Home Video Hovel: The Mole People, by David Bax
When a movie about an ancient race of humans and devolved mole people living miles underground begins with a lecture about the earth’s core from a professor of English, of all things, you may briefly assume that the film is inept. As it turns out, though, that professor is not out of his lane. Rather, he is there to tell us about the long literary tradition of humanity looking inward at our souls by looking inward beneath our feet. So The Mole People is actually lofty AND inept.
After a cave-in at a mountain dig site, a team of archeologists find themselves deep beneath the earth’s surface. Almost immediately set upon by mole folk, they are soon brought to the court of a king whose aristocratic courtiers speak Sumerian. Luckily, Dr. Roger Bentley (John Agar) is fluent in the language so we get to hear everything in English. Thinking their flashlights divine tools, the nobles treat Roger and his teams as gods. But, when the explorers discover the cruel hierarchy that makes slaves of both pretty blonde women (like Cynthia Patrick’s Adad) and molemen alike, they face off against the subterraneans in a fight for their lives.
It’s not novel of me to point out the The Mole People is a bad movie. By packaging it along with the Mystery Science Theater 3000 episode that makes fun of it, Scream Factory is banking on the film’s awfulness to sell Blu-rays. What’s surprising is the ways in which it is bad. Some of the dumbest stuff in the whole movie happens before we even get to the cheap sets, crummy costumes and the silly mole dudes. The opening scenes include what can best be described as archeologist humor (“Archaeologists are underpaid publicity agents for deceased royalty!”) that is more cringe-inducing than the lamest creature effects. Even more laughable is that archeology is presented as some kind of superpower. “In archeology, all things are possible,” goes maybe the most hilarious line in the whole movie.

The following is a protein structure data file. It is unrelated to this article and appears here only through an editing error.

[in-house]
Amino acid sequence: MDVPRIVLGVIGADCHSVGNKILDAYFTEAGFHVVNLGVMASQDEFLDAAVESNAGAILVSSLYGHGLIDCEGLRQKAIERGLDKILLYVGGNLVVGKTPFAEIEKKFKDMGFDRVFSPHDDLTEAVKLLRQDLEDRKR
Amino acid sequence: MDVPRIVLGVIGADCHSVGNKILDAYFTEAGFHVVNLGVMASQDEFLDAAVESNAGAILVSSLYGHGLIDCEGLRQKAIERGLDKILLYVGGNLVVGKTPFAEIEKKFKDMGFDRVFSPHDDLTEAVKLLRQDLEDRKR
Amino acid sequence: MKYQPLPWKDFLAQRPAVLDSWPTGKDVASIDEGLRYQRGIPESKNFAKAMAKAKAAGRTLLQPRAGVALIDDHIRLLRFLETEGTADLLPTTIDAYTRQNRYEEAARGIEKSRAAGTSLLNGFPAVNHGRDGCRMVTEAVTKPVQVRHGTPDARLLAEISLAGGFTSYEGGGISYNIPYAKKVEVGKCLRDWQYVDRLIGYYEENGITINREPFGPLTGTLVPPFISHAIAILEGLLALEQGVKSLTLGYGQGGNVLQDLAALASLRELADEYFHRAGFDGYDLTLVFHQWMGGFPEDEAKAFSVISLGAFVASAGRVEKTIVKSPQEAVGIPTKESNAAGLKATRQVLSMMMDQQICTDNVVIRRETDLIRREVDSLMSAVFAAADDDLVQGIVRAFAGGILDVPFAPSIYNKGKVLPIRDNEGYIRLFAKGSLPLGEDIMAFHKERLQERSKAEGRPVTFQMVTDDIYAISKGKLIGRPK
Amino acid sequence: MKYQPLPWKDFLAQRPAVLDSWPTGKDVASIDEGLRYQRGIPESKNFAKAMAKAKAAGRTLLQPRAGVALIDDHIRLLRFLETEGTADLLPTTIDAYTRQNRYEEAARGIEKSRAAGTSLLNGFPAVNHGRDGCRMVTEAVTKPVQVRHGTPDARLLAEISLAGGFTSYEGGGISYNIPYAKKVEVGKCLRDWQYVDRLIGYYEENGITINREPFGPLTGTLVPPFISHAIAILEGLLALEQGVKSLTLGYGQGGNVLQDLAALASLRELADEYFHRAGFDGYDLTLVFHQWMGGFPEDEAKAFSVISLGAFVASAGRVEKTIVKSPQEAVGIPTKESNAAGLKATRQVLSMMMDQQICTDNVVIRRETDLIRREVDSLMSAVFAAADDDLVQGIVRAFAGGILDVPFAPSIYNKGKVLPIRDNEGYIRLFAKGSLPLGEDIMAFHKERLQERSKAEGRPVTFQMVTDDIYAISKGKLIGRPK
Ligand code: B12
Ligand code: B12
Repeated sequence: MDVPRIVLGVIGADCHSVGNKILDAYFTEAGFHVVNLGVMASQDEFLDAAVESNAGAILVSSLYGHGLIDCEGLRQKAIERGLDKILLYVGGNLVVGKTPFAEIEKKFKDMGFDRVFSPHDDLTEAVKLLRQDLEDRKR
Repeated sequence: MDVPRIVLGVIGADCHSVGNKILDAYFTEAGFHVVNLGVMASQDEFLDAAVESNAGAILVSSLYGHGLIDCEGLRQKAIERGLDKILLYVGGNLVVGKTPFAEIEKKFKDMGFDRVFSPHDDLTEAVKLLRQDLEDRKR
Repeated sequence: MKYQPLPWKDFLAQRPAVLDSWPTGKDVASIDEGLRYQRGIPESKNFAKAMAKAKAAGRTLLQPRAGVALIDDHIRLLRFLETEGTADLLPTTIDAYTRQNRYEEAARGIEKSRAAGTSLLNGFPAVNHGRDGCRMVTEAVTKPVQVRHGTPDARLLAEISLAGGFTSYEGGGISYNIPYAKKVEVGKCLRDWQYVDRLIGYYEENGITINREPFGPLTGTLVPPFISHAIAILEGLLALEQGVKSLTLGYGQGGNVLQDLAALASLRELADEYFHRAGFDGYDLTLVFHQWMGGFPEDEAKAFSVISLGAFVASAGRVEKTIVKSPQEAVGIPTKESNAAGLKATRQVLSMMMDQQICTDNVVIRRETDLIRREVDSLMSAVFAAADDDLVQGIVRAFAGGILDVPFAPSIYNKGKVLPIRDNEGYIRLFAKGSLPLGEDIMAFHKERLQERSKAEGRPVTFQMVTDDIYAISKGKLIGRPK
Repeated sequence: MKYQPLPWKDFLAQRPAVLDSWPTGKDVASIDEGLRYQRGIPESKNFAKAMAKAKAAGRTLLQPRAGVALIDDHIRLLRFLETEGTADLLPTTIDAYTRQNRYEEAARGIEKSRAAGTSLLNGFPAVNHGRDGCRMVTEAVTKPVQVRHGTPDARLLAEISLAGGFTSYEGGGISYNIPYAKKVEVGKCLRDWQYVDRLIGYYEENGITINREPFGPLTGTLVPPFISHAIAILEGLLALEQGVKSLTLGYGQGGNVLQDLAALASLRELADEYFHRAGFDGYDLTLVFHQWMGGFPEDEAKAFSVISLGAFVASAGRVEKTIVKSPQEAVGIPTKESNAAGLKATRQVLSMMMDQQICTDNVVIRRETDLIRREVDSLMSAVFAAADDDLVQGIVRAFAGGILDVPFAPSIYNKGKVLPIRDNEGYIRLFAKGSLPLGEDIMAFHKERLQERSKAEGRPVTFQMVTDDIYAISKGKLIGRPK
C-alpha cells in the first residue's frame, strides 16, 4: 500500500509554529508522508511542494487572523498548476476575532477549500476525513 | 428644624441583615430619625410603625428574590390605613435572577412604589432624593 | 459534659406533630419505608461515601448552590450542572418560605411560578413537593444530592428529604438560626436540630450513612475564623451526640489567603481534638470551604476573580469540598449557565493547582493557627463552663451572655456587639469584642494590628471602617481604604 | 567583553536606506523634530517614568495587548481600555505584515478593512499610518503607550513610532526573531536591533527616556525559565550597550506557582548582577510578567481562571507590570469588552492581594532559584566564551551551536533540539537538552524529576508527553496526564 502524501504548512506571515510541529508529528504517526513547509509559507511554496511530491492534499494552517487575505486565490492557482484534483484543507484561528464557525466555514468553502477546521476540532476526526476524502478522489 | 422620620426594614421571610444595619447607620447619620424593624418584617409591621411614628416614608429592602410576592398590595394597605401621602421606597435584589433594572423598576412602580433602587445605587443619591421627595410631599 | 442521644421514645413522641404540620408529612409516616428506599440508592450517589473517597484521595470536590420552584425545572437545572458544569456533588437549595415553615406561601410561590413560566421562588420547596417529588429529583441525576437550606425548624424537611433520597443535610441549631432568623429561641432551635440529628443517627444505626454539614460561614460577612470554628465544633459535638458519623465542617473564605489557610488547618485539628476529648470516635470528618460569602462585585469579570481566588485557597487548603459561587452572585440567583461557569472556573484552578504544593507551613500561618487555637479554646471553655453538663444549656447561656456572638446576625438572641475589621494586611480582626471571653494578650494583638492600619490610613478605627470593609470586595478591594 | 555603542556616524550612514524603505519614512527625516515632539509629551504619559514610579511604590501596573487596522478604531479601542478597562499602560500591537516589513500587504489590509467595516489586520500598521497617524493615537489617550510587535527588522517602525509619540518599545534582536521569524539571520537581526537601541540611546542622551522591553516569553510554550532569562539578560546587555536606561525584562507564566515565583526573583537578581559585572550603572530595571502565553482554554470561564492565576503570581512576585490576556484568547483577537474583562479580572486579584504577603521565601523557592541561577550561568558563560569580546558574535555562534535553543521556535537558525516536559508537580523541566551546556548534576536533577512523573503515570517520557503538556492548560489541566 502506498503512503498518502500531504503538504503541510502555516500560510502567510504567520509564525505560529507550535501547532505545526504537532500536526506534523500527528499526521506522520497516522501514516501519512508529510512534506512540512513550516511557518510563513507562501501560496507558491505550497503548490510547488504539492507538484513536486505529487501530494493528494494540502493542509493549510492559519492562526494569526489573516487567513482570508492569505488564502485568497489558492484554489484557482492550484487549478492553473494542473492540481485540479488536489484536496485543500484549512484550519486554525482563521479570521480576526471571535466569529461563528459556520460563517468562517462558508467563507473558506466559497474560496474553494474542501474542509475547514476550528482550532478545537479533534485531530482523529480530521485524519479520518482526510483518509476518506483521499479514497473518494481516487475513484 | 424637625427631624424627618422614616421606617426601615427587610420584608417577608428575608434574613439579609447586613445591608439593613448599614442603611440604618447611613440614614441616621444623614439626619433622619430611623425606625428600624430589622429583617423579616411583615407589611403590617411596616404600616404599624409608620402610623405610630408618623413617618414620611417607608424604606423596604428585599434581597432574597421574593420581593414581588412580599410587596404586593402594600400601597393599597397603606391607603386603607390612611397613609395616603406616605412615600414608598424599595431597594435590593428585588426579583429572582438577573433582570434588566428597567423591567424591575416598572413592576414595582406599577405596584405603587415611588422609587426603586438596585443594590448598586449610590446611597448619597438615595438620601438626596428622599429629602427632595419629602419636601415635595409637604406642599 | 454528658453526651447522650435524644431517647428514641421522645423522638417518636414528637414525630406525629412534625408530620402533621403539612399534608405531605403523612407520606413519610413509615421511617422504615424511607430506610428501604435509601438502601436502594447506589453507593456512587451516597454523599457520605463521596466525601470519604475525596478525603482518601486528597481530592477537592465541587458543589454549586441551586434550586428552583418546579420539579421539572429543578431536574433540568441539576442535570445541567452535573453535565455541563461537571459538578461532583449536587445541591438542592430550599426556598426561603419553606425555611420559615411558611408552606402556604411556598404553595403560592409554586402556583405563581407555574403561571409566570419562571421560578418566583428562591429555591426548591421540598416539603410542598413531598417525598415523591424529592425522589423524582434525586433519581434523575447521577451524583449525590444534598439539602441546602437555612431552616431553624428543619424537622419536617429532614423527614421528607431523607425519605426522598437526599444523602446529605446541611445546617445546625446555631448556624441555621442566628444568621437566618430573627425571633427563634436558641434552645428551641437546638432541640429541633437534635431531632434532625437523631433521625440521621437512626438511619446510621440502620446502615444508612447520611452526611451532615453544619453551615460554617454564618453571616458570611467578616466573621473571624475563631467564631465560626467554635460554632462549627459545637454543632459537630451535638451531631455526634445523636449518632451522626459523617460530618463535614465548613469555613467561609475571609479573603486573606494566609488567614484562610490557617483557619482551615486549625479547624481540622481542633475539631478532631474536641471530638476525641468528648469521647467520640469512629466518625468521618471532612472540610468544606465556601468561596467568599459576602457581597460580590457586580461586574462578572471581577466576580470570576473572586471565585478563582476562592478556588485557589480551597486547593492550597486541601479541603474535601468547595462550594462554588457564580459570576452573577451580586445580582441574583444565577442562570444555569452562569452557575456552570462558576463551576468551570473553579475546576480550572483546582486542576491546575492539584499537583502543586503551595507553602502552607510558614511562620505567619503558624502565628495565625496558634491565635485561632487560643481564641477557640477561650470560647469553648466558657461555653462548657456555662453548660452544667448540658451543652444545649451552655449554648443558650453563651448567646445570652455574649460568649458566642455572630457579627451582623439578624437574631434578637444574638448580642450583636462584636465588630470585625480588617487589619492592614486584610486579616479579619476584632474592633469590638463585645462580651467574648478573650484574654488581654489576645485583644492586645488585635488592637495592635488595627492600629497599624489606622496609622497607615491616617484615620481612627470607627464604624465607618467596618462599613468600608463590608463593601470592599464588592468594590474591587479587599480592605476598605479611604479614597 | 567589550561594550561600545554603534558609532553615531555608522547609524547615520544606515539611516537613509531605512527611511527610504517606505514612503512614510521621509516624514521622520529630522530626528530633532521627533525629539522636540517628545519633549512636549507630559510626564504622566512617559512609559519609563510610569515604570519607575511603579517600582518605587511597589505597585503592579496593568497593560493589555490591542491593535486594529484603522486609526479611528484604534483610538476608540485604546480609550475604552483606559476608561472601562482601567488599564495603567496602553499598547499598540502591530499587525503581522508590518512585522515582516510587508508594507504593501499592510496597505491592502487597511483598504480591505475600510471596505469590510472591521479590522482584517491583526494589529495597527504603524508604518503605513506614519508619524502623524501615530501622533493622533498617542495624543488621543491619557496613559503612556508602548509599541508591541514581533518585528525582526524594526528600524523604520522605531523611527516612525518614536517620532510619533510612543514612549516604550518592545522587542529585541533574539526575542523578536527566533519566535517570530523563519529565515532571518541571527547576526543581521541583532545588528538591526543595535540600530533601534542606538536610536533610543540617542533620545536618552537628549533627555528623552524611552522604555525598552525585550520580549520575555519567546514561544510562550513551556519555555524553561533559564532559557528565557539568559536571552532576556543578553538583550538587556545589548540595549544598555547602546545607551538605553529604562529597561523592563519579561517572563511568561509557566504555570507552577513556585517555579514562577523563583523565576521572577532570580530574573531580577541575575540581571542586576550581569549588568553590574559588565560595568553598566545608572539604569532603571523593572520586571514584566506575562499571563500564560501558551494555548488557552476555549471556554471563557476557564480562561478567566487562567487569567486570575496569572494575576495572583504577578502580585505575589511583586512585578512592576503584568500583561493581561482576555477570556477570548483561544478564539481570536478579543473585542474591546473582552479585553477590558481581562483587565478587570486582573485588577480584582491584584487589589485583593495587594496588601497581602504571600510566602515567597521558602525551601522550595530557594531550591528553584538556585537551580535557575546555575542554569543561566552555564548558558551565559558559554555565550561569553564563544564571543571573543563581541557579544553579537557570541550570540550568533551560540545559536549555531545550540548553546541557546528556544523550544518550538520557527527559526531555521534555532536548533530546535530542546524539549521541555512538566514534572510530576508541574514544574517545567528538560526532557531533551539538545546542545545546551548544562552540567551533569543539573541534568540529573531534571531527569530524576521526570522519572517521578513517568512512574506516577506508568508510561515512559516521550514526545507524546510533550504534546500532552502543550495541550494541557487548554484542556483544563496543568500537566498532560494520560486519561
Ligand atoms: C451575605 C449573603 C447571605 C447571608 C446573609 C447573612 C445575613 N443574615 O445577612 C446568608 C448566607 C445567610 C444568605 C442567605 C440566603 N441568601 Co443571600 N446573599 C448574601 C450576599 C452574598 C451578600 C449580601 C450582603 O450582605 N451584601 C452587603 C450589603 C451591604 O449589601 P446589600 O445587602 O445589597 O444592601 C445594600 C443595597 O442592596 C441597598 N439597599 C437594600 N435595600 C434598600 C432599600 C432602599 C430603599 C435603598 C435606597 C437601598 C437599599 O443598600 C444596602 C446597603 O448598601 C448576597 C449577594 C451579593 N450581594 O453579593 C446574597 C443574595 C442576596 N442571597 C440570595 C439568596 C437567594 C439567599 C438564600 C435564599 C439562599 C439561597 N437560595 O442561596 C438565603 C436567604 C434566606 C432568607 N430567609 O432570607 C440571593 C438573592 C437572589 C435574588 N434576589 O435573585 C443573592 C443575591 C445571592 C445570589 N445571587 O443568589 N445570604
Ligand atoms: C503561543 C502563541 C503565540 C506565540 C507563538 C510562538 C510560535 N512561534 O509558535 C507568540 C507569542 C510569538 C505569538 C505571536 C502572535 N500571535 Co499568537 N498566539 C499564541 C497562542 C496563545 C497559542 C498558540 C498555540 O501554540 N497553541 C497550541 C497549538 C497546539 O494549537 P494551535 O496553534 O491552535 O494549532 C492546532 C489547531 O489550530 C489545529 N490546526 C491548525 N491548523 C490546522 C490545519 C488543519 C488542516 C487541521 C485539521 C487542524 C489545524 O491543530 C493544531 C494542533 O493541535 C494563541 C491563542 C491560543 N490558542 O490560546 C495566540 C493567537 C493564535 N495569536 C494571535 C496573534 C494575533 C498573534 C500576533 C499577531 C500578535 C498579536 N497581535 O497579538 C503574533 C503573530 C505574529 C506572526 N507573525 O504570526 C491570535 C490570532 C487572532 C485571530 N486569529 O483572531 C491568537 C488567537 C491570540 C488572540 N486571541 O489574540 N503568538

Despite the tagline promising that “horror crawls from the depths of the earth,” what follows those early scenes could be better described as bad science fiction than bad horror. The estate of H.G. Wells could sue for how thoroughly The Mole People rips off The Time Machine‘s vision of Elois and Morlocks. But anyone who buys this disc should have no reason to complain. They’ll be getting exactly what they paid for.
Scream Factory’s Blu-ray allows you to watch The Mole People in either a 1.85:1 or 2.00:1 aspect ratio. The latter represents an era-appropriate Superscope frame but I found that the 1.85 looks better. Picking the more pleasing version, though, may fly in the face of the experience the disc promises. Scream Factory wants you to revel in the aesthetic incompetence of the film, as evidenced by the fact that there was little to no apparent clean-up done to the extensive stock footage director Virgil Vogel employs, resulting in a hilarious contrast with the rest of the movie’s surprisingly healthy density and contrast.
Special features include the aforementioned Mystery Science Theater 3000 episode, as well as a new commentary by film historians Tom Weaver and David Schecter.